Modern Slavery Statement
Slavery and human trafficking statement 2018/19
This statement is published pursuant to section 54(1) of the Modern Slavery Act 2015 on behalf of the ATP Tour, Inc and its subsidiaries for the financial year ending December, 2019.
The ATP Tour, Inc (the “ATP” or “we”) opposes slavery and human trafficking in all its forms. This statement outlines our commitment to ethical trading principles and sets out the steps that we are taking to ensure that slavery and human trafficking is not taking place in our business or our supply chains.
The ATP is the governing body of the men’s professional tennis circuits – the ATP Tour, the ATP Challenger Tour and the ATP Champions Tour. The ATP organises some 63 tournaments in 31 countries each year which attract millions of visitors.
The ATP has approximately 107 employees across its locations in Ponte Vedra Beach, London, Monte Carlo and Sydney and remote locations.
Our supply chains
As the organizer of the Nitto ATP Finals, the ATP has relatively simple supply chains. Our principal suppliers include:
- the hosting venue for the Finals tournament;
- sponsors, sportswear and equipment providers;
- businesses which support the running of the Finals, such as ticketing, catering, security and cleaning;
- technology service providers that provide us with the software, equipment and other technology solutions;
- providers of professional services, such as insurers, professional advisers (legal, regulatory, audit, etc.) and temporary staffing agencies; and
- businesses which support our day-to-day office operations and help us to run our premises, such as facilities management services (cleaning and security providers), couriers and printing services.
In light of our supply chains and the nature of our business, we consider the risk of modern slavery occurring within our business or our supply chains generally to be low.
Our policies and procedures
As the governing body of men’s professional tennis, the ATP is committed towards:
- compliance with applicable laws and regulations;
- acting ethically and with integrity in all our business dealings; and
- implementing and enforcing effective systems and controls to ensure slavery and human trafficking is not taking place in any part of our business or supply chains.
The ATP’s whistleblowing policy facilitates the development of controls that will aid in the detection and prevention of any type of illegal activity. It also ensures that our staff can raise concerns they have confidentially with the comfort of knowing that such concerns will be dealt with appropriately.
When recruiting staff directly, we undertake identity checks and ensure staff are aged 16 or above and have the right to work. We adhere to all applicable employment law relating to our employees’ terms and conditions, including pay, and all of our employees are paid at least any applicable minimum wage. We expect all of our suppliers, partners and tournament members to conduct their own businesses in a manner which is both lawful and ethical, including adopting good business practices that prevent and eliminate modern slavery and human trafficking.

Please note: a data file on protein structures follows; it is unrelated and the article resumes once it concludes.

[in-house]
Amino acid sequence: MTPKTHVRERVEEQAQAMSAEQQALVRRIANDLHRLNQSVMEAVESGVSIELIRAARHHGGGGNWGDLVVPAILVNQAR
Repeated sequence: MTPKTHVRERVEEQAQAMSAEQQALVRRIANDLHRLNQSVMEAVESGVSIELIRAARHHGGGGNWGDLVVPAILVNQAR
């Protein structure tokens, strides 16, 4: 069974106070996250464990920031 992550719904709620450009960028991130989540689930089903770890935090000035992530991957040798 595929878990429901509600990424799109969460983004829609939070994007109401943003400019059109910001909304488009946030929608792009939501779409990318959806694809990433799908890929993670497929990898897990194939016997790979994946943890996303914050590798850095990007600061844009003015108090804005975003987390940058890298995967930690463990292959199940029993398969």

We regularly review our procedures to identify additional steps we can take to identify and address the risk of modern slavery or human trafficking taking place within our supply chains.
The Modern Slavery Act
The Home Office is currently issuing letters to organizations registered in the UK that have not yet published anti-slavery and human trafficking statements on their websites. Many businesses who have received these letters were unaware that they might be caught by the requirement under the Modern Slavery Act to publish such a statement.
This requirement applies to business supplying goods or services in the UK with a turnover of £36m or more per year. However, because the turnover test is based on a business’s total global turnover, even businesses with a relatively small UK presence can be caught by the Act.
Overseas-headquartered organizations, including employers with a London office, can be caught by the Act, but may not receive a helpful reminder to publish a statement in the form of a letter from the Home Office. From 31 March 2019, employers risk being publicly named and shamed on the Government’s list of organizations that have failed to publish a statement on their website detailing the actions they have taken to ensure that slavery and human trafficking is not taking place in their business and supply chains.
Legal counsel in the UK has reviewed the ATP’s situation and determined that it would be advisable to post such a statement on its website. Other tennis and sport-related organizations such as Wimbledon and Ascot have published their statements on their websites.
Board approval is required prior to publishing the attached which has been prepared and reviewed by UK legal counsel.